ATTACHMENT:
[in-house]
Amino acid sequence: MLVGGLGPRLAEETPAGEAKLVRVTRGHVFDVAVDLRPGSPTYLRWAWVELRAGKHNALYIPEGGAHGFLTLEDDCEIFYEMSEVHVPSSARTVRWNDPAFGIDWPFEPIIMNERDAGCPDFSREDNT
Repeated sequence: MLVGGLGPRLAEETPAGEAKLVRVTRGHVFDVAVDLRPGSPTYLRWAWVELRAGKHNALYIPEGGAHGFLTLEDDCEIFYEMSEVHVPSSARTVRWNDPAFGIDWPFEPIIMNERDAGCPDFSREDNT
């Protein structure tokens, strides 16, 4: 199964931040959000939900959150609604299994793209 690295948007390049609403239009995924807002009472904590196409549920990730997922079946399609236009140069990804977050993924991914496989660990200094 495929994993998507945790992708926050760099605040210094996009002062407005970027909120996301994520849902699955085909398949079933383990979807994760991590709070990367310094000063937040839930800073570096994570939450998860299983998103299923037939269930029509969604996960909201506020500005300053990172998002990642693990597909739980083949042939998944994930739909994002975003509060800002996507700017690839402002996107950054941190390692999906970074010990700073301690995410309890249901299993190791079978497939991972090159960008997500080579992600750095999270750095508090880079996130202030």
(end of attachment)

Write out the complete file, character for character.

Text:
[in-house]
Amino acid sequence: MLVGGLGPRLAEETPAGEAKLVRVTRGHVFDVAVDLRPGSPTYLRWAWVELRAGKHNALYIPEGGAHGFLTLEDDCEIFYEMSEVHVPSSARTVRWNDPAFGIDWPFEPIIMNERDAGCPDFSREDNT
Repeated sequence: MLVGGLGPRLAEETPAGEAKLVRVTRGHVFDVAVDLRPGSPTYLRWAWVELRAGKHNALYIPEGGAHGFLTLEDDCEIFYEMSEVHVPSSARTVRWNDPAFGIDWPFEPIIMNERDAGCPDFSREDNT
């Protein structure tokens, strides 16, 4: 199964931040959000939900959150609604299994793209 690295948007390049609403239009995924807002009472904590196409549920990730997922079946399609236009140069990804977050993924991914496989660990200094 495929994993998507945790992708926050760099605040210094996009002062407005970027909120996301994520849902699955085909398949079933383990979807994760991590709070990367310094000063937040839930800073570096994570939450998860299983998103299923037939269930029509969604996960909201506020500005300053990172998002990642693990597909739980083949042939998944994930739909994002975003509060800002996507700017690839402002996107950054941190390692999906970074010990700073301690995410309890249901299993190791079978497939991972090159960008997500080579992600750095999270750095508090880079996130202030």